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The Asian Maize Biotechnology Network: Achievements and Opportunities

Maria Luz C. George1, David Hoisington2 and Kevin Pixley2

1CIMMYT-Philippines, c/o IRRI, DAPO Box 7777, MetroManila, Philippines www.cimmyt.org
2
CIMMYT, Apartado Postal 6-641, Mexico, D.F. 06600 Mexico www.cimmyt.org

Abstract

The Asian Maize Biotechnology Network (AMBIONET), a collaborative research, training, and information network, aims to help national programs in China, India, Indonesia, Philippines, Thailand and Vietnam apply modern science and technologies for maize improvement. Network activities are geared towards building capacity through workshops and exchange visits, supporting collaborative research through the provision of funds and scientific/technical support, and promoting the sharing of research results, technologies and materials.

Collaborative research under AMBIONET is focused on the use molecular markers to more efficiently address maize production problems of national and regional importance. Characterization of a collection of inbred lines, including tropical and subtropical lines from the Asian national programs, showed that breeding activity in the region has not caused a decline in the overall amount of diversity. About half of the alleles observed in the Asian lines had frequencies of 0.10 or less, and only 2 % had frequencies > 0.80, indicating the presence of many alleles, and thus a high level of diversity. Quantitative trait loci with significant effects on resistance to the five downy mildew diseases in the region, including a strong and stable QTL on chromosome 6, were identified. The next steps that build on the existing momentum generated by the network are also discussed.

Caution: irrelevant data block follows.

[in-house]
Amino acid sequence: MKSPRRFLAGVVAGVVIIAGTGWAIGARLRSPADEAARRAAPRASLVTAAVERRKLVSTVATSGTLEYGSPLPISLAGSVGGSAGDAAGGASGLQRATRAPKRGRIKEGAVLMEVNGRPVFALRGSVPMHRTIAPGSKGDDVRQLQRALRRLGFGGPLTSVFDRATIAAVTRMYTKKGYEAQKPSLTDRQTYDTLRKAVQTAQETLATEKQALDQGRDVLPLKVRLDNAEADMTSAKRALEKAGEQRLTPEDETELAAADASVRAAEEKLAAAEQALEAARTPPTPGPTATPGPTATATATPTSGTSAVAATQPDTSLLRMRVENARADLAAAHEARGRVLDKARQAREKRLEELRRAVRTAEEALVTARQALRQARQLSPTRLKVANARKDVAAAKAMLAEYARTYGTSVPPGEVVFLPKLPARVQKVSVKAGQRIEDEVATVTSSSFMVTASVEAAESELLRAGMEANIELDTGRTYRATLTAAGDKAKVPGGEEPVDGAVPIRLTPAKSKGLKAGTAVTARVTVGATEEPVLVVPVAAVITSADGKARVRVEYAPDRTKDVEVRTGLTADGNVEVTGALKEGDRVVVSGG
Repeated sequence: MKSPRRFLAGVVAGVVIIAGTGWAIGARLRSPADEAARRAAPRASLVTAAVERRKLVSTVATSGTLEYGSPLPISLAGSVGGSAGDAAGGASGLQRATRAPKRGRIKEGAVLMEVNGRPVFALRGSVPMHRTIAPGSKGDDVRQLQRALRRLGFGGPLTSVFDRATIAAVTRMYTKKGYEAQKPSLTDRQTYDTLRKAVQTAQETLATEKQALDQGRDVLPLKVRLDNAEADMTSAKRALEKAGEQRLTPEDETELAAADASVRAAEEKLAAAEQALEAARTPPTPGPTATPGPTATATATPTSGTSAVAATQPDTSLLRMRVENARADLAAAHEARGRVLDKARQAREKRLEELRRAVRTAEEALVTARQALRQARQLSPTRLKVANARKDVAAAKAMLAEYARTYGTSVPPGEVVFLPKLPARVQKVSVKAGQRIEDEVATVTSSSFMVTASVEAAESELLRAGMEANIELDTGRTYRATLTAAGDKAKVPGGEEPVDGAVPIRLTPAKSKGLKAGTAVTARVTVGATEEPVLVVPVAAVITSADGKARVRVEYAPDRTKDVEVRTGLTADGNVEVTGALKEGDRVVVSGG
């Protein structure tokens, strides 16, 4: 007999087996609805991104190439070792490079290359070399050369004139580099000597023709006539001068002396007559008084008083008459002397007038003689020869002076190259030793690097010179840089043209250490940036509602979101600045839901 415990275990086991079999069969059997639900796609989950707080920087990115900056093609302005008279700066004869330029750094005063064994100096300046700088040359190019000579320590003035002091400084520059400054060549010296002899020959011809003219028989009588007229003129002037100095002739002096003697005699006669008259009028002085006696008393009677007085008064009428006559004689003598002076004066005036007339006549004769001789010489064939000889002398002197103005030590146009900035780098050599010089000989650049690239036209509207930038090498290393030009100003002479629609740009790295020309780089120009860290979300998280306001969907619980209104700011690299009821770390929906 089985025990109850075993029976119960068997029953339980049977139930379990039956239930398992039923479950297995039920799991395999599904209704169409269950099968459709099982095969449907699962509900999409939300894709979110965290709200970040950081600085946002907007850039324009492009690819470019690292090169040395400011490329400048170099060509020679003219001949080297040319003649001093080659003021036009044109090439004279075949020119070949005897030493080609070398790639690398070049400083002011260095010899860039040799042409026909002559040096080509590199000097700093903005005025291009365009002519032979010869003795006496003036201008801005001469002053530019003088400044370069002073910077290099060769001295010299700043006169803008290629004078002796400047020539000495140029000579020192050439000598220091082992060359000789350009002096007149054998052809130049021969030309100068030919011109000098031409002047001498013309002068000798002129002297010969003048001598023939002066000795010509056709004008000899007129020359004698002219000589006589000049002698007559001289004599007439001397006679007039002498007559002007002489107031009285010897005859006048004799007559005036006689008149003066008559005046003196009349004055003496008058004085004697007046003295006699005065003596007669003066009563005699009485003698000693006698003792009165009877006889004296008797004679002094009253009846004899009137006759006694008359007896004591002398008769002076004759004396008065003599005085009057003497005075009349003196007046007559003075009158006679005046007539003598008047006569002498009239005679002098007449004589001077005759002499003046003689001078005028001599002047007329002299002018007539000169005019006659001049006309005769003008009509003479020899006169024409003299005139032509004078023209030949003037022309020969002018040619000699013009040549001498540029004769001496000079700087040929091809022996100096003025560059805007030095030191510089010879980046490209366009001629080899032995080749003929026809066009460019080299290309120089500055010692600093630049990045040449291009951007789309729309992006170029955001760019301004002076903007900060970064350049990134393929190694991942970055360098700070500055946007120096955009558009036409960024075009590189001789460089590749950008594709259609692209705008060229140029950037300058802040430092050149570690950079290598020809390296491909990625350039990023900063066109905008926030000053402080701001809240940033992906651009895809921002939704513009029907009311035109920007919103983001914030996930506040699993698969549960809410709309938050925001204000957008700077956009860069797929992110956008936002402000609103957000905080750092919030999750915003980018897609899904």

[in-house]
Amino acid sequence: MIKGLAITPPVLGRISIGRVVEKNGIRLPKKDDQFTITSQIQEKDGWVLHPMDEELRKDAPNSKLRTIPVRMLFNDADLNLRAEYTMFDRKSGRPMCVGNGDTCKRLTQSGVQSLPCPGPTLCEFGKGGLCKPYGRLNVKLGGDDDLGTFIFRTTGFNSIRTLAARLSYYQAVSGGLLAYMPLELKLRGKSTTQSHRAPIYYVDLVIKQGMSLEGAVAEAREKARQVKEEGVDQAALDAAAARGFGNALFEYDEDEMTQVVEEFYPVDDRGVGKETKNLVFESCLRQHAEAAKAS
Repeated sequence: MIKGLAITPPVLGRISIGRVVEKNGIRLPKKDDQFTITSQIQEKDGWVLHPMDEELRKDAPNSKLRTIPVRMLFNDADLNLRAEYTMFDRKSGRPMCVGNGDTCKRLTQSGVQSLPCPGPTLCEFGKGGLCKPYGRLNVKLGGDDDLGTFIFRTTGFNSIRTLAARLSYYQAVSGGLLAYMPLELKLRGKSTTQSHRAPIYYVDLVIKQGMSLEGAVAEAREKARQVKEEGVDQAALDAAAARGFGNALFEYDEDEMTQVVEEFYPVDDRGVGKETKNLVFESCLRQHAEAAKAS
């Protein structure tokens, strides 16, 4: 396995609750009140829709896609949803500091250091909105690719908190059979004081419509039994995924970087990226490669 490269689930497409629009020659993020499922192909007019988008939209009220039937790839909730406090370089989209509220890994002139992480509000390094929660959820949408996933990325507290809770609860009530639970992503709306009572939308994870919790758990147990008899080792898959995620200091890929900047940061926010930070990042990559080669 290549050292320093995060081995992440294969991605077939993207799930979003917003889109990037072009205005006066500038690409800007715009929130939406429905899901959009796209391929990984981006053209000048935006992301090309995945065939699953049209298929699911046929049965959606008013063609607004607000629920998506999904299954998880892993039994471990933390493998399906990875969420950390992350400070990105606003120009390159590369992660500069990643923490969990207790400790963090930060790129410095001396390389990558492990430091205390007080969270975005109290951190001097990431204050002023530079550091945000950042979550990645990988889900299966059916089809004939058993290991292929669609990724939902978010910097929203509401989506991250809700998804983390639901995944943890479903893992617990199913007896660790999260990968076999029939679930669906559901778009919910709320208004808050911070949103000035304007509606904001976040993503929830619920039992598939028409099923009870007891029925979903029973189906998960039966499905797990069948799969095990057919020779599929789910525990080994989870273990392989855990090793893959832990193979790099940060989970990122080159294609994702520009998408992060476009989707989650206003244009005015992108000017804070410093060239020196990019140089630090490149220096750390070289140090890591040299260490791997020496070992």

Media Summary

The value of a collective research effort for maize improvement is demonstrated by the Asian Maize Biotechnology Network, a network that fosters the integration of biotechnology in plant breeding.

Key Words

Network, molecular markers, maize, breeding,

Introduction

Maize is the third most important cereal crop in Asia, where it is mainly grown in marginal production environments, often in rainfed uplands characterized by shallow and infertile soils. With the exception of China, most maize farmers in Asia are resource-poor smallholders, and their yields are generally low. Maize demand in the region is projected to rise from 138 million metric tons in 1993 to 241 million metric tons in 2020. Meeting this rising demand is a pressing challenge.

Research to enhance productivity in the face of complex crop production problems requires a multidisciplinary approach that combines knowledge and methodologies from breeders, agronomists, biotechnologists, and other scientists. The substantial human and capital resources required underscore the need for networking and working effectively in collaborative relationships. This need is especially vital in many developing countries, where national programs seeking to incorporate biotechnology in agricultural research, cannot afford to build the necessary capacity by themselves, and thus remain unable to exploit the rapid advances being made in this field. In Asia there are several highly developed national programs, as well as others with varying levels of capacities and resources. Networking scientists from these different national programs to partner in addressing complex, common agricultural problems, creates synergies and economic efficiency at the regional level. agriculture